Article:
Patent foramen ovale closure is the standard treatment for cryptogenic stroke patients. However, there are is little information on its long-term evolution.
The study included 201 consecutive patients (mean age 47 ± 12, 51% women) receiving transcatheter patent foramen ovale closure in the context of cryptogenic stroke (stroke: 76%, transient ischemic attack: 32%, systemic embolism: 1%). Data on ischemic and bleeding events, and on antithrombotic drugs, was collected over mean 12 years (range 10 to 17) and follow-up was completed in 96% of the population.
The closure device was successfully implanted in all cases, with residual shunt in 3.3% of patients at echocardiographic follow-up.
At total 13 patients died at follow-up (all of non-cardiac cause); 2 patients presented non-disabling stroke and 6 presented transient ischemic attack (0.08 strokes/100 patients/year).
15% of the cohort presented a history of thrombophilia, which tended to be associated to more ischemic events at follow-up (p=0.067).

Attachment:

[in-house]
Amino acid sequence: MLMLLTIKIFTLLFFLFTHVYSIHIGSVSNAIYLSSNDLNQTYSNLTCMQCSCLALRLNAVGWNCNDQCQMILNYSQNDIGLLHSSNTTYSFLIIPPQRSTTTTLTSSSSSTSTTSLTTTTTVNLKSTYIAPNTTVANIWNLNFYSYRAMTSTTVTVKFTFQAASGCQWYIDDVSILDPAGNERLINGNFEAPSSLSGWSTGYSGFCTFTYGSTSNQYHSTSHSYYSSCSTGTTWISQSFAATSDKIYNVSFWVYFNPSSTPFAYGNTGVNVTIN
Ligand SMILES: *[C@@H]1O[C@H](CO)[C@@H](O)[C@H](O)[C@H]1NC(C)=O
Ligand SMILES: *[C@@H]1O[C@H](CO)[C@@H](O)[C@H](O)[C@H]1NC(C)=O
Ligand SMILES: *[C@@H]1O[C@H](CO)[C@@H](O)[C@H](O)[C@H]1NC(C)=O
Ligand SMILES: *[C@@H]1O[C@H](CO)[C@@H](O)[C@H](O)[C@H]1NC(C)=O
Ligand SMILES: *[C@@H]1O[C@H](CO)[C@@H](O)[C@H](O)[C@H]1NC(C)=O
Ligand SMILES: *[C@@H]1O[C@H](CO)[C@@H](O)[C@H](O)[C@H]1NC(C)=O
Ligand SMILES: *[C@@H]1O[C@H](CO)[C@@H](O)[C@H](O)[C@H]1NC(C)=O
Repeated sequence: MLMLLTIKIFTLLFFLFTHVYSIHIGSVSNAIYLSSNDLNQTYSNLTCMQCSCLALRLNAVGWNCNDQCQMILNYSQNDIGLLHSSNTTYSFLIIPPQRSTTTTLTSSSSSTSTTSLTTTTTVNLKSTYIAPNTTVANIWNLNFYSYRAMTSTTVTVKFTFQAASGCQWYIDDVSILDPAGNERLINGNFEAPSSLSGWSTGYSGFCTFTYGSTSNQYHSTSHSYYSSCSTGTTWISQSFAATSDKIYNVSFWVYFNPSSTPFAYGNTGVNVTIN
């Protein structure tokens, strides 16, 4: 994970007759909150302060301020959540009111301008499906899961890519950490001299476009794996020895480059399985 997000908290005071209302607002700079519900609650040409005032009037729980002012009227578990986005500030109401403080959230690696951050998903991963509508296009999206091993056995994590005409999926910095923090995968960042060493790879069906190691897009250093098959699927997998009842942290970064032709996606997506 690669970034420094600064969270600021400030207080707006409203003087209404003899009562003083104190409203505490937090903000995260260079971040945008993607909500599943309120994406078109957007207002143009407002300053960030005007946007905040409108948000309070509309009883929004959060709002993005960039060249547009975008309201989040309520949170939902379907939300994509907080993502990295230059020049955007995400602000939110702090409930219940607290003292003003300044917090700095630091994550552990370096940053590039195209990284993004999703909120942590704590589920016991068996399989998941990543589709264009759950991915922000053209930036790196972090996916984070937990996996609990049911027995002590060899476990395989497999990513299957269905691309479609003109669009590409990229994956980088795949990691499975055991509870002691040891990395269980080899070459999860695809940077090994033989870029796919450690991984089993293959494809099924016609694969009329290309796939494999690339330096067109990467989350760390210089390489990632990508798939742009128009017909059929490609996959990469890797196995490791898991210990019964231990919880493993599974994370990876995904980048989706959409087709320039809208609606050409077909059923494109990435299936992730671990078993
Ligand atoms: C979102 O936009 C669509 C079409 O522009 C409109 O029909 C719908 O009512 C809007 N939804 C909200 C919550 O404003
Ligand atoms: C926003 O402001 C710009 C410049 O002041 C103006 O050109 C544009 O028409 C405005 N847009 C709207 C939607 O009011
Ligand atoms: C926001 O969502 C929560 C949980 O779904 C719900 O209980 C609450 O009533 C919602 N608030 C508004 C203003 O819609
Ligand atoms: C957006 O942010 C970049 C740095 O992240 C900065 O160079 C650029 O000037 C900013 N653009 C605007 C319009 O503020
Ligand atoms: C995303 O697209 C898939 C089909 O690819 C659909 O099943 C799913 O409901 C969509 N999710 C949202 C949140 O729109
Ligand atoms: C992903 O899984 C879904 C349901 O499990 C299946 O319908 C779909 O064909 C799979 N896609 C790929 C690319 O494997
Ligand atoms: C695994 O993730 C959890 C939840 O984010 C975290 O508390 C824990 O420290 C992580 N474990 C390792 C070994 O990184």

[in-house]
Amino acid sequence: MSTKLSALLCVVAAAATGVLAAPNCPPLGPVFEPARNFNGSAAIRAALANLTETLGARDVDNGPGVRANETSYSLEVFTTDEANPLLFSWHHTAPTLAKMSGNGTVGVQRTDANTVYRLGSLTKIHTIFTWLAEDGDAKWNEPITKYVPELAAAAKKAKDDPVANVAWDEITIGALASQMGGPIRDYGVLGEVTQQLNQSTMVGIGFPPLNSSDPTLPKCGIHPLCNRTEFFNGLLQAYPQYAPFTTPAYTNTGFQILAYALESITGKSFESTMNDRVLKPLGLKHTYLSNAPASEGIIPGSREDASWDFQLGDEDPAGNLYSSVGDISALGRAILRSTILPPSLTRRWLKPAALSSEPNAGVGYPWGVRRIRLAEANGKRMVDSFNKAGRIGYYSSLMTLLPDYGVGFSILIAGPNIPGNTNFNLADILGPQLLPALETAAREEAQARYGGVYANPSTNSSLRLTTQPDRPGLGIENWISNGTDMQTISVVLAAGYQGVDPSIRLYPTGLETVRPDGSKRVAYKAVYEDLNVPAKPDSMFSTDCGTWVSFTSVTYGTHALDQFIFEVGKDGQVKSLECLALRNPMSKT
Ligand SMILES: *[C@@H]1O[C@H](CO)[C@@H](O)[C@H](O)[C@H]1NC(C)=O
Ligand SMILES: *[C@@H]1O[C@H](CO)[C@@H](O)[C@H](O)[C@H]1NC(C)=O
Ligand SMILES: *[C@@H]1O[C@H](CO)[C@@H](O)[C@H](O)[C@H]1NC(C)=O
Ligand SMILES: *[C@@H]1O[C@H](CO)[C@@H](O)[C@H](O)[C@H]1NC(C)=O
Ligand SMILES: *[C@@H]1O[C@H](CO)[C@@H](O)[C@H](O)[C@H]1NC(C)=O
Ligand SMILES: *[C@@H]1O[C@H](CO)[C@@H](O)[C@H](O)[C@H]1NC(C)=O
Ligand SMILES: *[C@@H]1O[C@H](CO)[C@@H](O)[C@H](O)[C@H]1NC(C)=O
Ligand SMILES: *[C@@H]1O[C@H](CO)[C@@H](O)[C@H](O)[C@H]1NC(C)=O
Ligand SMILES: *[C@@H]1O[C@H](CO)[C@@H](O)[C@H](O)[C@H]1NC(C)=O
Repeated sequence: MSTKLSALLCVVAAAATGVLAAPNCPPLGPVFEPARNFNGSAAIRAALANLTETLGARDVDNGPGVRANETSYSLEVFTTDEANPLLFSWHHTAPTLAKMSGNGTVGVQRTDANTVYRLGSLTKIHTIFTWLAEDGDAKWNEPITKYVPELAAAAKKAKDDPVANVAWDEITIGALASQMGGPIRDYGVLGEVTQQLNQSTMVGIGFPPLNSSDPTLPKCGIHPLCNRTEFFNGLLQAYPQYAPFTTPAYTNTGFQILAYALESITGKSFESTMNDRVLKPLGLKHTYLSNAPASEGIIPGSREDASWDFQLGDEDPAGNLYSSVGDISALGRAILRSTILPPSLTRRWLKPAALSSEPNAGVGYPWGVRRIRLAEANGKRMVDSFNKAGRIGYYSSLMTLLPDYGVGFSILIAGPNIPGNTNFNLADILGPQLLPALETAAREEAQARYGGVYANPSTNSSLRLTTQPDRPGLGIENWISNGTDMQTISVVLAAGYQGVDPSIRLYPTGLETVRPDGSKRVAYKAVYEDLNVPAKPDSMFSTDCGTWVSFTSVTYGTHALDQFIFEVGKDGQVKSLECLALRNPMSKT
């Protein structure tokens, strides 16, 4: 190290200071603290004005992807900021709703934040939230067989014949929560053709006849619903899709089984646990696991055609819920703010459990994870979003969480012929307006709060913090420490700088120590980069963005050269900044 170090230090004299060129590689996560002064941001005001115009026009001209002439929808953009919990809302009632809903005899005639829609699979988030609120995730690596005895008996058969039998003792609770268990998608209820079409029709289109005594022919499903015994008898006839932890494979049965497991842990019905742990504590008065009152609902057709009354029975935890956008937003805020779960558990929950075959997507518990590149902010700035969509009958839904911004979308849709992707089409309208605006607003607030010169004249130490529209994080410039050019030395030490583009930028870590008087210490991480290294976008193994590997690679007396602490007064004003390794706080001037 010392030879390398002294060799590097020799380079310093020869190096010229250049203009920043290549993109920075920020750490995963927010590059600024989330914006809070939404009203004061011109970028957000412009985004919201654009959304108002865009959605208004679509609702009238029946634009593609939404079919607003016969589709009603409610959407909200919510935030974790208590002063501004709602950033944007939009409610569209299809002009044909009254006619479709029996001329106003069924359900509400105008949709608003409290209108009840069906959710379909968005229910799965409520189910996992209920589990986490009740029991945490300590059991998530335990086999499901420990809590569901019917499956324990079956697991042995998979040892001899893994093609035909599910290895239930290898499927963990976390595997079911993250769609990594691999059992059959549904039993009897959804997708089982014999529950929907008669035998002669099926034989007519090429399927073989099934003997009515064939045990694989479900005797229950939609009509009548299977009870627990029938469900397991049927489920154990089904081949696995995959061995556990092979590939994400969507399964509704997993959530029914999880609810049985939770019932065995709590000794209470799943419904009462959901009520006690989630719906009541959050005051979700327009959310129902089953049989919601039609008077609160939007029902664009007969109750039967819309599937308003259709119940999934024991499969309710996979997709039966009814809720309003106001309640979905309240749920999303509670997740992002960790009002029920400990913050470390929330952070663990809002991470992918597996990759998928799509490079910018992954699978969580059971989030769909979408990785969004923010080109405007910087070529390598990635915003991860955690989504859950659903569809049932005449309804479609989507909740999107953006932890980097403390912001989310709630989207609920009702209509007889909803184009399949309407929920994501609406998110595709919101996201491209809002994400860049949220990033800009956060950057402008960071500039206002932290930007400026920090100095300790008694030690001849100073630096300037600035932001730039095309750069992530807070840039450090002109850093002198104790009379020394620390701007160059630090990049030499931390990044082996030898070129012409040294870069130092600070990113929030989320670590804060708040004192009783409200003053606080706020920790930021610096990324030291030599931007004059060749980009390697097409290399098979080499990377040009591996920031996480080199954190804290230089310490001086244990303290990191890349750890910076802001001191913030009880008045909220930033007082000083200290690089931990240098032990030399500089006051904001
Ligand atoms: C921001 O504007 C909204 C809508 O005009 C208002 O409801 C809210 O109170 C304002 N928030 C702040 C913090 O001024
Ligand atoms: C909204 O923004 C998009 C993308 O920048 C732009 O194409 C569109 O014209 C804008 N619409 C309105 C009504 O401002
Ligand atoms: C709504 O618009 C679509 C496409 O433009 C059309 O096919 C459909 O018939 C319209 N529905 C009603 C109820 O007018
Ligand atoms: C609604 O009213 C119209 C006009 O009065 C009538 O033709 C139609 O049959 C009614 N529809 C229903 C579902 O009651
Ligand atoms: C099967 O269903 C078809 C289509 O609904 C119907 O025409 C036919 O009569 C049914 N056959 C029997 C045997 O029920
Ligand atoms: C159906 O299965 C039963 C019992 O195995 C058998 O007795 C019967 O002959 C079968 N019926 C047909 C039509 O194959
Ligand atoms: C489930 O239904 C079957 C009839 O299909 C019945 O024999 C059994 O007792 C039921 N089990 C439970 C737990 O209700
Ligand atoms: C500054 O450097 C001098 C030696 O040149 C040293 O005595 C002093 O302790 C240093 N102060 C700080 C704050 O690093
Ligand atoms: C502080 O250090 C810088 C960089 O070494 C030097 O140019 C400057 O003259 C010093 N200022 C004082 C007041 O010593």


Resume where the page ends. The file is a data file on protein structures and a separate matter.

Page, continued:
Bleeding events occurred in 13 patients; 4 were major bleeding events (intracranial). They were all under aspirin at the time.
A total 42 patients stopped the antithrombotic treatment at mean 6 months after foramen ovale closure and no patient presented events (ischemic or hemorrhagic) after 10 ± 4-year follow-up.
Foramen ovale closure was associated with a very low rate of ischemic events (<1% stroke) over 10 years after procedure. Major bleeding occurred in 2% of the population (all patients were under antiaggregants).
Patients that suspended all antithrombotic medication (mostly within a year after patent foramen ovale closure) presented no ischemic or bleeding events at long term follow-up.
Original title: Long-Term Follow-Up After Closure of Patent Foramen Ovale in Patients With Cryptogenic Embolism.
Reference: Jérôme Wintzer-Wehekind et al. J Am Coll Cardiol 2019;73:278–87.
We are interested in your opinion. Please, leave your comments, thoughts, questions, etc., below. They will be most welcome.